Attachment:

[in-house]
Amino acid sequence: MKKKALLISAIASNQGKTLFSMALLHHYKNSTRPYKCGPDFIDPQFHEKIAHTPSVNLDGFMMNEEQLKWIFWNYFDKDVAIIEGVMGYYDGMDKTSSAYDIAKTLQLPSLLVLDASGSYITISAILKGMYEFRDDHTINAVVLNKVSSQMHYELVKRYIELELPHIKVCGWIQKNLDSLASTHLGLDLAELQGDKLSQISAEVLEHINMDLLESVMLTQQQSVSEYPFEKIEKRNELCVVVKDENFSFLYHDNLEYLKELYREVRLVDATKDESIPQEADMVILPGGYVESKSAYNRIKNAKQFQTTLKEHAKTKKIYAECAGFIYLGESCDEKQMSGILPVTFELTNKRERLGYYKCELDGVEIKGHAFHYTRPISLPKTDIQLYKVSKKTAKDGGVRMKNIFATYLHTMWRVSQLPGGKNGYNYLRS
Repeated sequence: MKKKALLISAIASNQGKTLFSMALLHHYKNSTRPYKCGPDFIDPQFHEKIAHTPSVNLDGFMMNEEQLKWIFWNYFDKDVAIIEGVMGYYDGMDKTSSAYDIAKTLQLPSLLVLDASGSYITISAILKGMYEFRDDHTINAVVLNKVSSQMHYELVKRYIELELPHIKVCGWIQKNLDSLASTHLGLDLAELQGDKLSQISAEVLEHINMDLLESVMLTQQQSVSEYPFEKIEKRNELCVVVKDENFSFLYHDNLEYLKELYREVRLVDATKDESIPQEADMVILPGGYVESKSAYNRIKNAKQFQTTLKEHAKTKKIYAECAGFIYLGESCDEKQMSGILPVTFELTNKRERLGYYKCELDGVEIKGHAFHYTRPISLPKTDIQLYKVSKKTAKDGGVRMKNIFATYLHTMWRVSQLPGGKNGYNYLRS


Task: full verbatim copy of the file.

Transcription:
[in-house]
Amino acid sequence: MKKKALLISAIASNQGKTLFSMALLHHYKNSTRPYKCGPDFIDPQFHEKIAHTPSVNLDGFMMNEEQLKWIFWNYFDKDVAIIEGVMGYYDGMDKTSSAYDIAKTLQLPSLLVLDASGSYITISAILKGMYEFRDDHTINAVVLNKVSSQMHYELVKRYIELELPHIKVCGWIQKNLDSLASTHLGLDLAELQGDKLSQISAEVLEHINMDLLESVMLTQQQSVSEYPFEKIEKRNELCVVVKDENFSFLYHDNLEYLKELYREVRLVDATKDESIPQEADMVILPGGYVESKSAYNRIKNAKQFQTTLKEHAKTKKIYAECAGFIYLGESCDEKQMSGILPVTFELTNKRERLGYYKCELDGVEIKGHAFHYTRPISLPKTDIQLYKVSKKTAKDGGVRMKNIFATYLHTMWRVSQLPGGKNGYNYLRS
Repeated sequence: MKKKALLISAIASNQGKTLFSMALLHHYKNSTRPYKCGPDFIDPQFHEKIAHTPSVNLDGFMMNEEQLKWIFWNYFDKDVAIIEGVMGYYDGMDKTSSAYDIAKTLQLPSLLVLDASGSYITISAILKGMYEFRDDHTINAVVLNKVSSQMHYELVKRYIELELPHIKVCGWIQKNLDSLASTHLGLDLAELQGDKLSQISAEVLEHINMDLLESVMLTQQQSVSEYPFEKIEKRNELCVVVKDENFSFLYHDNLEYLKELYREVRLVDATKDESIPQEADMVILPGGYVESKSAYNRIKNAKQFQTTLKEHAKTKKIYAECAGFIYLGESCDEKQMSGILPVTFELTNKRERLGYYKCELDGVEIKGHAFHYTRPISLPKTDIQLYKVSKKTAKDGGVRMKNIFATYLHTMWRVSQLPGGKNGYNYLRS